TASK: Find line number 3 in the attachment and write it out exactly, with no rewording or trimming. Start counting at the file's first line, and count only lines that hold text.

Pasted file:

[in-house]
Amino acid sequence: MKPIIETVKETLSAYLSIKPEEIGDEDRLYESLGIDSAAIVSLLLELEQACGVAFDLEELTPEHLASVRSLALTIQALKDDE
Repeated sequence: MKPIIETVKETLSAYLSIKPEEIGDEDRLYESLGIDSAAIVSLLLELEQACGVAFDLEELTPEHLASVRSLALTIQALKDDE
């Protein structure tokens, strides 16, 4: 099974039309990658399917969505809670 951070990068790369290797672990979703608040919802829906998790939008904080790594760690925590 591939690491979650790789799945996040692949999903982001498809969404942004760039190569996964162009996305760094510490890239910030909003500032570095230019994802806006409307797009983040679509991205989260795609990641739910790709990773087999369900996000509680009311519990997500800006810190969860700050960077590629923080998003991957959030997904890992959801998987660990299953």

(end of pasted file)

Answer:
Repeated sequence: MKPIIETVKETLSAYLSIKPEEIGDEDRLYESLGIDSAAIVSLLLELEQACGVAFDLEELTPEHLASVRSLALTIQALKDDE